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Mumbai in the Time of Sachin Tendulkar

In the two decades that Sachin has been scaling new peaks, the game has become an adjunct of the entertainment industry and Mumbai, his home, a very different city.

In my younger days I had no choice but to watch, play and learn to love cricket. I wasn’t even aware of any other sport. I grew up in Parel, the Mumbai district once home to textile mills and workers, in a Maharashtrian family (though my surname betrays a south Indian origin, my mother is a pure-bred Konkanastha brahmin). In the sprawling “colony” that we lived in, other than the occasional game of marbles, the only sport played was cricket, largely of the “underarm” variety where the ball is thrown much as in the game of bowling.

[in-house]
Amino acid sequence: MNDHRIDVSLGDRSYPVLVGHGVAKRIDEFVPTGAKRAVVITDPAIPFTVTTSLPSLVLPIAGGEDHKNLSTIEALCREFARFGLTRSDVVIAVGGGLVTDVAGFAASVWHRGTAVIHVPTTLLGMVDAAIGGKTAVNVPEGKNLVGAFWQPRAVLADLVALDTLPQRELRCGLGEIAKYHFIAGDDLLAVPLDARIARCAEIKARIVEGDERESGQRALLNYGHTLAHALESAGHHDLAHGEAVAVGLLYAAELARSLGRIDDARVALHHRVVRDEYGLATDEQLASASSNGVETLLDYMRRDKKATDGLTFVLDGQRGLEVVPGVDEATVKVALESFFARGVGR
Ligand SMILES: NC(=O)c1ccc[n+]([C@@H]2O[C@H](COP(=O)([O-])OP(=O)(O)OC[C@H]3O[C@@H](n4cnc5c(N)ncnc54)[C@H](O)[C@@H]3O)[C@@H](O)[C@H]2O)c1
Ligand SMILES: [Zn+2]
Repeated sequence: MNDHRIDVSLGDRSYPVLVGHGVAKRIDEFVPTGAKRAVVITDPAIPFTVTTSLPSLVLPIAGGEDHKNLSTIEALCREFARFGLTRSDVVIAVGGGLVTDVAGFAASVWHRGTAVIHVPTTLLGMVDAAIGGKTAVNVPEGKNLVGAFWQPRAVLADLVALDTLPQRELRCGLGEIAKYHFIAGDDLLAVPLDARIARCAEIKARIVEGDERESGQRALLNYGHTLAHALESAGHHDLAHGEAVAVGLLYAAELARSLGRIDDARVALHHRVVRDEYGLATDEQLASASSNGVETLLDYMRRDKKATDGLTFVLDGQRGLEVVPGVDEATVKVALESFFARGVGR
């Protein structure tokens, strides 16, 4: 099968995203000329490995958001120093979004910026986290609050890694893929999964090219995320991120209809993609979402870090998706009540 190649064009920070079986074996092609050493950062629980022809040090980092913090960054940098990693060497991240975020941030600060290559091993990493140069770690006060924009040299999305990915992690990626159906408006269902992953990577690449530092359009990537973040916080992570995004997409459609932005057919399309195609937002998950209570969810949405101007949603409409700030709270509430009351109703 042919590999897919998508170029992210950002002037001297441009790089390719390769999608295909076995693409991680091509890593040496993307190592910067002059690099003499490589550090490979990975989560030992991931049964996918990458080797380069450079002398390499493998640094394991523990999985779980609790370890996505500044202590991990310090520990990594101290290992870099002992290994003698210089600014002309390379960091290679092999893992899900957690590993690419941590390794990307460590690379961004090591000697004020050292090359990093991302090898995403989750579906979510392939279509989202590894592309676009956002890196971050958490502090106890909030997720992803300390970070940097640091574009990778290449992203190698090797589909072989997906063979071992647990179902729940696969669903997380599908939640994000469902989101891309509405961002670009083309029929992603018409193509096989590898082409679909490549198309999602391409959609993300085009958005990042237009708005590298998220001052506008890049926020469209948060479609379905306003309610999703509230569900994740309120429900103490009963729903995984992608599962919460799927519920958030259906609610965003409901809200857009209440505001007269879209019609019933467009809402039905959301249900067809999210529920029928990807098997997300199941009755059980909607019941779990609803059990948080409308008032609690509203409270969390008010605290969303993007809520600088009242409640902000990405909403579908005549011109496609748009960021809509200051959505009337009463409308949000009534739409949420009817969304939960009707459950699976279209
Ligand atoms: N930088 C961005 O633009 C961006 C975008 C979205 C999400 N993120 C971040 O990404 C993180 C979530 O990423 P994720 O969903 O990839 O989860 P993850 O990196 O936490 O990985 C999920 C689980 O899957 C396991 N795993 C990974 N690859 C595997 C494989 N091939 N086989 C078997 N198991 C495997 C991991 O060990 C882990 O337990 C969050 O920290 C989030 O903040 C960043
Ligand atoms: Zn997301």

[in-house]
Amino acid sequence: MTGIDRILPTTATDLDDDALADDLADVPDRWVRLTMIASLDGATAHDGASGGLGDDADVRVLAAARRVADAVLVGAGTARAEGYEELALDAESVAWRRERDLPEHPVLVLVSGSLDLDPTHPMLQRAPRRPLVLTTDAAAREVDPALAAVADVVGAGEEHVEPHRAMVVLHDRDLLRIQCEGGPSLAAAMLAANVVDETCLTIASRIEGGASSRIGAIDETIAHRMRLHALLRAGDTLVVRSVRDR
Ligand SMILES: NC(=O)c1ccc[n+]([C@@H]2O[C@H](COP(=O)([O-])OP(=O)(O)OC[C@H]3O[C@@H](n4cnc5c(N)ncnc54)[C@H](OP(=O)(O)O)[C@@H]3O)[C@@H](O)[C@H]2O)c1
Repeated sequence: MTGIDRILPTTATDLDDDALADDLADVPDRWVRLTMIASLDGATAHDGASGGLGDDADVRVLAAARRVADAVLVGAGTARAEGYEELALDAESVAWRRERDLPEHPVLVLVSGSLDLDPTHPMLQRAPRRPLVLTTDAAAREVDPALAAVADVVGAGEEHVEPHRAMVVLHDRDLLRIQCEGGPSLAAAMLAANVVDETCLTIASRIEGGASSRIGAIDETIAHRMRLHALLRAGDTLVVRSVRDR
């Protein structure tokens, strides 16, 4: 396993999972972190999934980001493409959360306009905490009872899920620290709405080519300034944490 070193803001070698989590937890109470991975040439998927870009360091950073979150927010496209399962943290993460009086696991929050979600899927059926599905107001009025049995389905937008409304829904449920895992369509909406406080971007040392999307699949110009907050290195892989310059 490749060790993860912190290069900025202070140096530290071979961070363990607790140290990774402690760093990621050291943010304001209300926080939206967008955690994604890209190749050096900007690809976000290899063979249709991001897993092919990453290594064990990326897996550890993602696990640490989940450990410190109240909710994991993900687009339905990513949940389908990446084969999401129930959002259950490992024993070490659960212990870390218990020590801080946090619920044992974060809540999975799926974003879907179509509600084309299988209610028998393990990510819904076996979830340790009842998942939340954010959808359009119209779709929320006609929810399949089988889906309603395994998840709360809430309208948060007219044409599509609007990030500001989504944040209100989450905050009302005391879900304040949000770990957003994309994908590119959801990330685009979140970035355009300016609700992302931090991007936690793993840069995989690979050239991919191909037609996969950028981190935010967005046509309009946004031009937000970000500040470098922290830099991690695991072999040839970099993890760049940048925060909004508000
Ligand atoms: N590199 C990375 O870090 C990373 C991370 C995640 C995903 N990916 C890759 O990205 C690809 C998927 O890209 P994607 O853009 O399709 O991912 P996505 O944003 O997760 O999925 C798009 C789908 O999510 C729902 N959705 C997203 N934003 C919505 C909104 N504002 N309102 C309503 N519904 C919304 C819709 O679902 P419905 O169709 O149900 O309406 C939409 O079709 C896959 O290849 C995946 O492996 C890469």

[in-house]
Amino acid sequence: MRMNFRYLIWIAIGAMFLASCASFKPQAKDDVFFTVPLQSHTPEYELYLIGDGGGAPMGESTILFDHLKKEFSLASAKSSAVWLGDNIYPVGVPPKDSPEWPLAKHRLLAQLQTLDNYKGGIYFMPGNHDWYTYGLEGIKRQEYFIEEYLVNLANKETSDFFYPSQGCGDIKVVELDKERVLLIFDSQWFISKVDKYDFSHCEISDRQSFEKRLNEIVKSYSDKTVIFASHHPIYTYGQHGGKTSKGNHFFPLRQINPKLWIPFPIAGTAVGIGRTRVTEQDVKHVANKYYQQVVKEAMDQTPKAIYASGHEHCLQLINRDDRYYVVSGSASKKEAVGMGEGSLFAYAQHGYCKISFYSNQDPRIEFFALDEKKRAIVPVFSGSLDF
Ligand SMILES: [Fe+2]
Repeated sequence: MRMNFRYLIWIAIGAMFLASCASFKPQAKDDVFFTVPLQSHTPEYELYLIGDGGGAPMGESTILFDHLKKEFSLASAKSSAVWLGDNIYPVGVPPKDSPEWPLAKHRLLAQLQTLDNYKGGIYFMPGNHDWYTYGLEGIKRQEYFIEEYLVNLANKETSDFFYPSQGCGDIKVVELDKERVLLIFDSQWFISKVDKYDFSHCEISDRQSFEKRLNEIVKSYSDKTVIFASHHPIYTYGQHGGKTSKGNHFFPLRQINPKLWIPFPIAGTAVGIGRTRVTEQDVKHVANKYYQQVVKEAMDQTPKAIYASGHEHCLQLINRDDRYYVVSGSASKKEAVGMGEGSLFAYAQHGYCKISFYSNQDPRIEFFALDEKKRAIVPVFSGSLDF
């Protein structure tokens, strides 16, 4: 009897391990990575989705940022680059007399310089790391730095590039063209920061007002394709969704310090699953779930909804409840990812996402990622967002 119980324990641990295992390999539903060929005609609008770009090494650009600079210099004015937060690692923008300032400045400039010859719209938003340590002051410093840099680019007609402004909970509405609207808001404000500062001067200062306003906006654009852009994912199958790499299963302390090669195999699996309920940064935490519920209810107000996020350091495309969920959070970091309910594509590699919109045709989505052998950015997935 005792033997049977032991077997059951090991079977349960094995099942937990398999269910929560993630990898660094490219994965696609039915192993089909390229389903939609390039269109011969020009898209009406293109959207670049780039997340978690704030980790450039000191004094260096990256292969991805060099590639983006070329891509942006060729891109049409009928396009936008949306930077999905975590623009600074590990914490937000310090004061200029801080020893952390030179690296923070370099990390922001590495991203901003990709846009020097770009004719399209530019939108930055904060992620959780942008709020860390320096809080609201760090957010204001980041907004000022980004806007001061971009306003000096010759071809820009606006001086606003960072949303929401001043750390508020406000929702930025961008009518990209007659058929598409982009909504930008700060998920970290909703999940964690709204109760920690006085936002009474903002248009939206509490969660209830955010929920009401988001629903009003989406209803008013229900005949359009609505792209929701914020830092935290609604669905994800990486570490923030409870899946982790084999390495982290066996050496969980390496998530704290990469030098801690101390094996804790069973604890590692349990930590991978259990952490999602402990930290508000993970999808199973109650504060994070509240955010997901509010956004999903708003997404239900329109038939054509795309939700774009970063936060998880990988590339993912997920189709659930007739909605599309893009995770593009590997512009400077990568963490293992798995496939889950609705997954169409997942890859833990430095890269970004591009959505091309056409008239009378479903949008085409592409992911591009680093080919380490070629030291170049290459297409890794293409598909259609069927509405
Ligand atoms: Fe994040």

Halfway through school, upward mobility transported me to an apartment complex in neighbouring Prabhadevi. Vijay Manjrekar and his family lived in the same building. His son and my namesake, Sanjay, was a boy when I was entering adolescence, but he was already a stylish batsman – even with a rubber ball. The school I went to in the heart of Dadar was the kind where we occasionally studied in between games of cricket. On its moderate-sized ground, around 10 games would be simultaneously on during the recess. An extra cover from one match would often be confused with a long-on from another. And the only sure way of scoring was to loft the ball, for anything along the ground would be immediately stopped by the hundreds of informal fielders.

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